AC: Could you speak a little about how you deal with the rejection process, and any suggestions you have for other writers dealing with that process?
SRS: You have to believe in your work. That’s the thing I realized is most important. If you’re unsure about the quality of your work or what you’re presenting, then you’re done because the rejections just keep coming and they come fast and strong. If you’re unsure about whether or not it’s good, have other people read it. My father is a professor here at Concordia, and he’s very critical. I thought, if he reads it and it passes the test, then I know I have something good. Sure enough, it did. You just have to believe in your work. If you don’t believe in it, go fix whatever you think is lacking.
AC: Your short story “So It Is”, published in issue 18.1 of Soliloquies Anthology, revolves around the complicated relationship between a mother and her adopted child who was born with Foetal Alcohol Disorder. Your novel, The Lying Juilliards, also follows the life of a family and the tensions that arise as a consequence of the grandfather’s passing. Do you see family and familial trauma as a recurring topic your writing? If so, why do you think these things grab you so much?
SRS: I love writing about family and family dynamics. I don’t think there’s anything quite as captivating, complex, and tense as families, the way that there are power plays and hidden stories and dynamics. There’s so much history in a family that goes back thirty years to when the parents were kids and how their parents affected them and it’s a cycle that just goes on and on. To me, it’s an endless source of inspiration.
AC: On a somewhat similar note, are there any particular authors or works that stand out as strong sources of inspiration for your own work?
SRS: Definitely. My favorite author is Douglas Coupland; his books speak to me on such a deep level. The first time I read one of his books, I was maybe seventeen or eighteen. I read The Gum Thief and I was mesmerized by the way that he writes. Family is also a big recurring theme in his books. Jonathan Franzen and Miriam Toews have also been sources of inspiration for me.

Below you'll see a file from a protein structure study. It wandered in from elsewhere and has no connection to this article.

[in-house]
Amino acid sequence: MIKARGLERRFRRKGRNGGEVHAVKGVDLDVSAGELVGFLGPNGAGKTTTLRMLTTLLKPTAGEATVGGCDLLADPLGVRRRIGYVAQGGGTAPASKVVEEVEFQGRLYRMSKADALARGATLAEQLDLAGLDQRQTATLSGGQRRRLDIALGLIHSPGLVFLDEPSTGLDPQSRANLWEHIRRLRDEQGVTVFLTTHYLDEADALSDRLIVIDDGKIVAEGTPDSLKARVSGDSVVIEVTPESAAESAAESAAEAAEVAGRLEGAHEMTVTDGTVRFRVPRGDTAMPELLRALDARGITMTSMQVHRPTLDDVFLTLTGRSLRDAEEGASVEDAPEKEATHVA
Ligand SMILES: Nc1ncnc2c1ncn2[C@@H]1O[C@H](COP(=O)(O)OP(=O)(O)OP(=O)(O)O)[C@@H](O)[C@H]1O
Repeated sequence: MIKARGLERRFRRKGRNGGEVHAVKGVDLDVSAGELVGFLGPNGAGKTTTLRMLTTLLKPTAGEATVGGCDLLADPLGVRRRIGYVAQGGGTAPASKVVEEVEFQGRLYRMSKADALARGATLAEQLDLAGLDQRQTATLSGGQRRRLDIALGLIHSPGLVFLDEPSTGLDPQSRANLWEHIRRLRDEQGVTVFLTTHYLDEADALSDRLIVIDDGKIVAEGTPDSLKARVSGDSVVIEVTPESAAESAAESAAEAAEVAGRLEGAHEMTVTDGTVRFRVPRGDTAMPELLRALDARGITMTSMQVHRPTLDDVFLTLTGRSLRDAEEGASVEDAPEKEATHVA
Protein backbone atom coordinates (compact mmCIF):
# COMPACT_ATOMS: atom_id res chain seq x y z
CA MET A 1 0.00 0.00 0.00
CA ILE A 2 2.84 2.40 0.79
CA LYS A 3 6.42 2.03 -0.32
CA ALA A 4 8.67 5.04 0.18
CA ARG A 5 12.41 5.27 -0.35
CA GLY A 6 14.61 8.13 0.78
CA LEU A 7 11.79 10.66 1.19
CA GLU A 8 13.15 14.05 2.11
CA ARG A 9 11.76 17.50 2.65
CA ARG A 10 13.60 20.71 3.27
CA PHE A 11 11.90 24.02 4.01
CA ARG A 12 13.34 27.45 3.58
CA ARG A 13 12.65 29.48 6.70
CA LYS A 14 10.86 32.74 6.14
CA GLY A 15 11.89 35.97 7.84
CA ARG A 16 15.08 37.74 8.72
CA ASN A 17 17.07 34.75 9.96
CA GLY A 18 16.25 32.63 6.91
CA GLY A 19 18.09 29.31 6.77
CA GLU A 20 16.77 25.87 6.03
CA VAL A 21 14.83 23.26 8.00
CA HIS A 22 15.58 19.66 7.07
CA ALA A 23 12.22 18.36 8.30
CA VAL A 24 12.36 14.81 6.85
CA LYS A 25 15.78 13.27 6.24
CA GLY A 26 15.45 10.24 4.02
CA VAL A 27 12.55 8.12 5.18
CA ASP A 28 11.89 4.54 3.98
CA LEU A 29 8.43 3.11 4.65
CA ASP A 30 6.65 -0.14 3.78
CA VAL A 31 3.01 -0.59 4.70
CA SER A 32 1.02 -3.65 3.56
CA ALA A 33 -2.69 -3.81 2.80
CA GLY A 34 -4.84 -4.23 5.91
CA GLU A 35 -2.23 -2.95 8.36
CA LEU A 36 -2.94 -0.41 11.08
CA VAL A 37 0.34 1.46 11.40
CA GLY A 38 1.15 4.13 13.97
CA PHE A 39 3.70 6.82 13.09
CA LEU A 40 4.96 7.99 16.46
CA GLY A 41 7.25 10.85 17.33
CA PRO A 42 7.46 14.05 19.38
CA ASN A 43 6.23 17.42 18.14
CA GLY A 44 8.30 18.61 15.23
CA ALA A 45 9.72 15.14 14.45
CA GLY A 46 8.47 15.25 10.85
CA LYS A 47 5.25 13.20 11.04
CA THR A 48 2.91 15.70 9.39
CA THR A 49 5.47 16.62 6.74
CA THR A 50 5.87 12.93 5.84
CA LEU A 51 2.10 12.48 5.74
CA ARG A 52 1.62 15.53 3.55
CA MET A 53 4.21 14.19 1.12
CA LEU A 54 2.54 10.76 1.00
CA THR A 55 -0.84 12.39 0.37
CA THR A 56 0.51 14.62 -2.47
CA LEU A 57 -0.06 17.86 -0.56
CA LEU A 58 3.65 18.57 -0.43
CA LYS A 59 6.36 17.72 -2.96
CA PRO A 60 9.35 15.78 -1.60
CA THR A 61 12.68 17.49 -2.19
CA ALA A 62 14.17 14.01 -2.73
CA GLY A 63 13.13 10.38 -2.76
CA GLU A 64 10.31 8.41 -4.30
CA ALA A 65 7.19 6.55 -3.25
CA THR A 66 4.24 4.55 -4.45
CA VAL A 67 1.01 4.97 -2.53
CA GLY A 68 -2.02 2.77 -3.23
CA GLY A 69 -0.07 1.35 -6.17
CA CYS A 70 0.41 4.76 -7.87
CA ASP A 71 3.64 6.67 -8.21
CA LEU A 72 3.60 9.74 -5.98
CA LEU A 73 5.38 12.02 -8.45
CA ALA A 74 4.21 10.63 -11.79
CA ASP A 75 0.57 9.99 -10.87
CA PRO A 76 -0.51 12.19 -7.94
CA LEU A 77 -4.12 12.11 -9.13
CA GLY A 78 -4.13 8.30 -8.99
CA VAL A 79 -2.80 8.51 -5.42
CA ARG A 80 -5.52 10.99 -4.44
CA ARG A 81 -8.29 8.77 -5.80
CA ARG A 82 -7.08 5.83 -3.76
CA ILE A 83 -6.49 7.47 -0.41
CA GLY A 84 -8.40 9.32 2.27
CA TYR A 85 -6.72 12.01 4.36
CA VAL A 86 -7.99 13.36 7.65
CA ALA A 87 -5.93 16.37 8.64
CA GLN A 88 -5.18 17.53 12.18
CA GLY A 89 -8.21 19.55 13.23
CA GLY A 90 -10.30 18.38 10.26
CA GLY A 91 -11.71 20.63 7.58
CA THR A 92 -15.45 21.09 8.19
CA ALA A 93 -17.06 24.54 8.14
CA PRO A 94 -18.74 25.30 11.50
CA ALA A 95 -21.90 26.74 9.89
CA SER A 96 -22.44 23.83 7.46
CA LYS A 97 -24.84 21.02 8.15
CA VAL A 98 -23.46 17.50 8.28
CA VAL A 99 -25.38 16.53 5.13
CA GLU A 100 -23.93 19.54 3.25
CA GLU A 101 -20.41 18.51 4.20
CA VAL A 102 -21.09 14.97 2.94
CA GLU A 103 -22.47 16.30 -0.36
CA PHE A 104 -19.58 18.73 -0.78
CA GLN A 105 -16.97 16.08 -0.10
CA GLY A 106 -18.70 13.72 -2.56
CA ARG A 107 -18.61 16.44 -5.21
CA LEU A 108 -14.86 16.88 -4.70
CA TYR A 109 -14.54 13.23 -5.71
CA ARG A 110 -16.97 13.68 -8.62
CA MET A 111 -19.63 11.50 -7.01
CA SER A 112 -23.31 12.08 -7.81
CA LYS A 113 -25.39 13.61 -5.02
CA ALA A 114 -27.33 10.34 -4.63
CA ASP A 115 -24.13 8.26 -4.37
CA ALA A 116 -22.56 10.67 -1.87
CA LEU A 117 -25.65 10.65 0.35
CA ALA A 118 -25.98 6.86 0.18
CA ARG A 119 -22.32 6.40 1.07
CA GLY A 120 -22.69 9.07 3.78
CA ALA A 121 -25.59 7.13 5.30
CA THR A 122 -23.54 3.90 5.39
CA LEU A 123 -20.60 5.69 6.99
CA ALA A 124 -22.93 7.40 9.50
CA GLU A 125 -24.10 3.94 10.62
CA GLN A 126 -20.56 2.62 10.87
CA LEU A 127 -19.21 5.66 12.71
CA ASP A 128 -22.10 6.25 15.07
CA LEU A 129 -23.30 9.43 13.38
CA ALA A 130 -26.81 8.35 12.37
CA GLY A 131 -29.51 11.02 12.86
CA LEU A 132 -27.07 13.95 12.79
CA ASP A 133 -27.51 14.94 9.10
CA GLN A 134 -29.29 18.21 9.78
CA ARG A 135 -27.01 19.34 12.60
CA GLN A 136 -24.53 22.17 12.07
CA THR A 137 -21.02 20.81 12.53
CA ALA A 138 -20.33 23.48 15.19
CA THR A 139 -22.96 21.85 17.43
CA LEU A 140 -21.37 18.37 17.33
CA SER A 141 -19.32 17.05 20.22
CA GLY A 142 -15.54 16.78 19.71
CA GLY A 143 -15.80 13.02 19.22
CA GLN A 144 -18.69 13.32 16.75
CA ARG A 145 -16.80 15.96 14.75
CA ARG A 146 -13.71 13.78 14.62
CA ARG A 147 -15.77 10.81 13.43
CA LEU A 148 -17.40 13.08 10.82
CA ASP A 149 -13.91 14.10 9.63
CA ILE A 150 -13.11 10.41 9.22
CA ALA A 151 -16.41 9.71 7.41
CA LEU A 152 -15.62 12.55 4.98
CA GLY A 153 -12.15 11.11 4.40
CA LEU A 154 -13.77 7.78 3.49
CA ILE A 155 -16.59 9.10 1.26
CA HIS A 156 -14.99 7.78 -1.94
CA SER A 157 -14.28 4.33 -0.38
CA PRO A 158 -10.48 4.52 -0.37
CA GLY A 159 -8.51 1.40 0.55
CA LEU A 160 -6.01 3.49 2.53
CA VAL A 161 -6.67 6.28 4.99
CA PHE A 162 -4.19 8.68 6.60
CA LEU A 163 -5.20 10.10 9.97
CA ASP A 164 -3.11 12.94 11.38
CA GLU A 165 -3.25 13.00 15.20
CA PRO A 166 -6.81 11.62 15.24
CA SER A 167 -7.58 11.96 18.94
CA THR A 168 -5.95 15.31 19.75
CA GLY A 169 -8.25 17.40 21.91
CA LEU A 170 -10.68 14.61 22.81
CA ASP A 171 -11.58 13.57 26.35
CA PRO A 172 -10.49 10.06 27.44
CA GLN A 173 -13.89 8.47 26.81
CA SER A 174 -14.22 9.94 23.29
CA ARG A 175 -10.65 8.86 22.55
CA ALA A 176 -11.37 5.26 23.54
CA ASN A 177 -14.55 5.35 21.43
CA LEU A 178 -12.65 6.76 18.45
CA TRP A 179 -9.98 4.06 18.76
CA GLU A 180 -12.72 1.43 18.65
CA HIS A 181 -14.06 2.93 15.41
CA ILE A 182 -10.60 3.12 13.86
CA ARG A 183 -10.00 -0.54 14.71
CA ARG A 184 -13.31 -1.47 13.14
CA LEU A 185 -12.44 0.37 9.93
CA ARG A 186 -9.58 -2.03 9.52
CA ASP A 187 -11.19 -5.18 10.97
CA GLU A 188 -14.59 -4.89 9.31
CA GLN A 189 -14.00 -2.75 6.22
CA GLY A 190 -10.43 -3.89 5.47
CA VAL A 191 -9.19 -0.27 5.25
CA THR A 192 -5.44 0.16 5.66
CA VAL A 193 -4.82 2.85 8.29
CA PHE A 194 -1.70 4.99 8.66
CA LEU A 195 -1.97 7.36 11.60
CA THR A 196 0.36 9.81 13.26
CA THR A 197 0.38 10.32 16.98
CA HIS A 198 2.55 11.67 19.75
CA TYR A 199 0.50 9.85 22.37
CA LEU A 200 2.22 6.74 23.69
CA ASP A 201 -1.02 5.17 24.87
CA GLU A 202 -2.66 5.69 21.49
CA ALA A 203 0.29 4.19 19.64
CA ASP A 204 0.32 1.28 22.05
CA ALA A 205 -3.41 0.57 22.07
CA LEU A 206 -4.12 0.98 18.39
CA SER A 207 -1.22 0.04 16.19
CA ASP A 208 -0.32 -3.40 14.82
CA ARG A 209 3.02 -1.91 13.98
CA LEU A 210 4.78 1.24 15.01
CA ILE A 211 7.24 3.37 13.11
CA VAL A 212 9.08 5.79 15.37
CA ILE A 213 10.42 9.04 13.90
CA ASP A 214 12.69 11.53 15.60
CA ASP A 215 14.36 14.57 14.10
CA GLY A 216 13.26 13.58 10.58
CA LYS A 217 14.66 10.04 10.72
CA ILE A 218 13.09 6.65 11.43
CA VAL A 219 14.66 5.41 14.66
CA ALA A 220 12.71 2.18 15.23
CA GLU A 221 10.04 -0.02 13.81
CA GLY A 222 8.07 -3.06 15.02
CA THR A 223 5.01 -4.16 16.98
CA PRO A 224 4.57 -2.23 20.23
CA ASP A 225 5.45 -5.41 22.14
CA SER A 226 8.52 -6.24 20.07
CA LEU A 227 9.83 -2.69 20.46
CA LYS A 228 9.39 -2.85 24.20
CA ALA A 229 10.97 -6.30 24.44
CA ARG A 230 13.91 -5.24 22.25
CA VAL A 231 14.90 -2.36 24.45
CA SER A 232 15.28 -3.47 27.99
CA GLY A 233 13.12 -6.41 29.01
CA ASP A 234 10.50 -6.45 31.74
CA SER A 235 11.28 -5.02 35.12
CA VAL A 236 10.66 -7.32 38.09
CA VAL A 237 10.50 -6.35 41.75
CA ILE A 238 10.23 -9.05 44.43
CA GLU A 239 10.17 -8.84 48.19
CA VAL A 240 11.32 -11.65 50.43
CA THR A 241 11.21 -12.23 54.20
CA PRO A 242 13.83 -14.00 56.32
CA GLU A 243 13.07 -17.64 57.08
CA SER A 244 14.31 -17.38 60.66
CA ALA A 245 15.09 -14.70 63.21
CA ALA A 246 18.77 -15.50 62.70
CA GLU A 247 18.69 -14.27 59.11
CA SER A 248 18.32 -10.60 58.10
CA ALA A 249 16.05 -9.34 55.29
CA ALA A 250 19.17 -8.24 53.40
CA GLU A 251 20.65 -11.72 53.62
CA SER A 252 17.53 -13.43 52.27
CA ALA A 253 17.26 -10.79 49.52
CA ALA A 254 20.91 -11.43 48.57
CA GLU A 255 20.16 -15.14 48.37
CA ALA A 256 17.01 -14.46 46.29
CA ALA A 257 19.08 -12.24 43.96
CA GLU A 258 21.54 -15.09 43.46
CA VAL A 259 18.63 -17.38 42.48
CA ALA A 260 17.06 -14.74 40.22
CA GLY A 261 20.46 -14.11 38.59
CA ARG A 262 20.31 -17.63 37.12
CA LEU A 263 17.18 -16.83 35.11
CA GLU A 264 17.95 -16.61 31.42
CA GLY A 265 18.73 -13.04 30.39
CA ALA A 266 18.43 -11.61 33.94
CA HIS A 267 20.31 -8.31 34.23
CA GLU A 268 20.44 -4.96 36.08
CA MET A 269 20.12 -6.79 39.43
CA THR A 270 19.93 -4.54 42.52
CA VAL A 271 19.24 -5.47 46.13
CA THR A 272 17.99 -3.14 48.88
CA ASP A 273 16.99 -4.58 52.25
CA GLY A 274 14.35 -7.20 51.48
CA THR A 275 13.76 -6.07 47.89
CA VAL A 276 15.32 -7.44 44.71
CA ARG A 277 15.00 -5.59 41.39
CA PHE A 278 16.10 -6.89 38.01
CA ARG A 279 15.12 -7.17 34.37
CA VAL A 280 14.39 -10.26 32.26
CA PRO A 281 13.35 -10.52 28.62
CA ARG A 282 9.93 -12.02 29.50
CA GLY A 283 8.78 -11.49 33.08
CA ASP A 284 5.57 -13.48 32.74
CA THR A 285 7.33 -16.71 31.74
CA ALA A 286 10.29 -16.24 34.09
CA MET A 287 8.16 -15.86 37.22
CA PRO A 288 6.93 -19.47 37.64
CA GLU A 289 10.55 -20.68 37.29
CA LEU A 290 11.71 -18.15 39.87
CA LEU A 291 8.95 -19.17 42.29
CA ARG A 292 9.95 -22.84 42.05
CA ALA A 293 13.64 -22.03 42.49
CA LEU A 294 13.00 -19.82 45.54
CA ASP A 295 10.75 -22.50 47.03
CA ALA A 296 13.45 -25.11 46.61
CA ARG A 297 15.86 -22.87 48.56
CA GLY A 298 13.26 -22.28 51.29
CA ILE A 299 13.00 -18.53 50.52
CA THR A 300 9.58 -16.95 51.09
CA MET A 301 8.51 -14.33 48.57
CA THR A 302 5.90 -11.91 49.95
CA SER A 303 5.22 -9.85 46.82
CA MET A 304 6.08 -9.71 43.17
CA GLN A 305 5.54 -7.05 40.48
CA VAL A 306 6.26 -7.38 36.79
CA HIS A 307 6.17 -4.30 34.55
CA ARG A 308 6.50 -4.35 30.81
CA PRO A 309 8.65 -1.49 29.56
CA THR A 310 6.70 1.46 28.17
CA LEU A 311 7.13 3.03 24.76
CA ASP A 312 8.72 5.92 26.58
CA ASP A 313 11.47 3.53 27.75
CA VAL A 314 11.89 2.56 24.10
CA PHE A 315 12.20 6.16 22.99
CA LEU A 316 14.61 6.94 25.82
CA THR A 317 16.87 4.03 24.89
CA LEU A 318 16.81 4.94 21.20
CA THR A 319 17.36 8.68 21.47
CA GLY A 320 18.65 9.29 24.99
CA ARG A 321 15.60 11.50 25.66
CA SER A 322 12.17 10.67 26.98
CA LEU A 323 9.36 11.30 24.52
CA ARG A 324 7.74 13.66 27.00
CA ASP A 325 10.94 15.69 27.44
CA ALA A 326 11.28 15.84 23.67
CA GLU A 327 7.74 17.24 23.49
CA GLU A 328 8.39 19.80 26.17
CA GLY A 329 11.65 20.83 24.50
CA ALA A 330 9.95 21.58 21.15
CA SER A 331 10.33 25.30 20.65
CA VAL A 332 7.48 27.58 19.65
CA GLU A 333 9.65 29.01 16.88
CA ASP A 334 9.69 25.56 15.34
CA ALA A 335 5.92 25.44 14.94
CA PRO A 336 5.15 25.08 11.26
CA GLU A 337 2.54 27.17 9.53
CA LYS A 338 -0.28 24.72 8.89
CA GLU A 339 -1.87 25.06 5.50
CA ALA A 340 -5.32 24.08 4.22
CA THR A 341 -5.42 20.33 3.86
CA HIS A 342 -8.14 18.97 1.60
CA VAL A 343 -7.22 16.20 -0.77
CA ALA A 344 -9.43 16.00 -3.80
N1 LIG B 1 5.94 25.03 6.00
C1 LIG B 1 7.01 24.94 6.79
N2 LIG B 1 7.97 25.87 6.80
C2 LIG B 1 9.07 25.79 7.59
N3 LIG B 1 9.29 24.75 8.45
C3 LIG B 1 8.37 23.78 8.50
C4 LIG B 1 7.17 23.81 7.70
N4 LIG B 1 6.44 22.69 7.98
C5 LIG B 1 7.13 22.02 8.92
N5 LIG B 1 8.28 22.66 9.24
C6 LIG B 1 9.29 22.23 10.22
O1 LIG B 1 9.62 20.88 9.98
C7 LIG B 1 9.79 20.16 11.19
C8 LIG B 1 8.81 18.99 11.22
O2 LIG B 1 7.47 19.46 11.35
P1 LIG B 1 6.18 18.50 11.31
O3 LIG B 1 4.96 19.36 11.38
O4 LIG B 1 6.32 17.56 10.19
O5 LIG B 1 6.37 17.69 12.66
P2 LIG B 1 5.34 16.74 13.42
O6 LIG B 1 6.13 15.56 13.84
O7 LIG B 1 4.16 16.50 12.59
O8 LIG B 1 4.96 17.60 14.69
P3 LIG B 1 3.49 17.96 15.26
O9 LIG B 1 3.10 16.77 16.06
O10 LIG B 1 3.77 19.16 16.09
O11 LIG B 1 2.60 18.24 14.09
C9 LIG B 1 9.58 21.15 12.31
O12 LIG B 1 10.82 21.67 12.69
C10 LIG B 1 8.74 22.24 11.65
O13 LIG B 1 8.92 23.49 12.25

AC: Can you tell us a bit about your creative process? Are you the type of writer who plans the structure of a story out ahead of time in great detail and tries to stick to it the whole way through, or do you write more spontaneously?
SRS: Short stories and small essays I write spontaneously, whenever I have the inspiration. And whenever I feel inspired, I just have to do it right then and there. It doesn’t matter if it’s 3:00 am, I’ll be in my bed and I’ll get up because I have to write. For my novel, it was a bit different. I felt as though it was such an undertaking that, if I didn’t plan it out in a certain way, I would never get to the end of it. For a short story, you have the beginning, the middle, and the end, and it can be within five pages. There’s a smaller chance of getting lost. For the novel, I thought, if I just start writing and let my mind wander, I’m never going to find my way. When I started writing it, I spent a week sitting down and getting to know the characters and writing out their thoughts. Since the book is written from the perspective of each of the family members, I really had to get to know them to give them a voice that wouldn’t be the same as all the others. When I mapped out the plan, I knew where the story was starting and I knew where it was going to end, but I had no idea how I was going to bridge the beginning and the end to the middle. So I kind of worked my way to the centre asking myself, “So this guy starts here and in the end, he’s there. What happened throughout that summer for him to end up there?”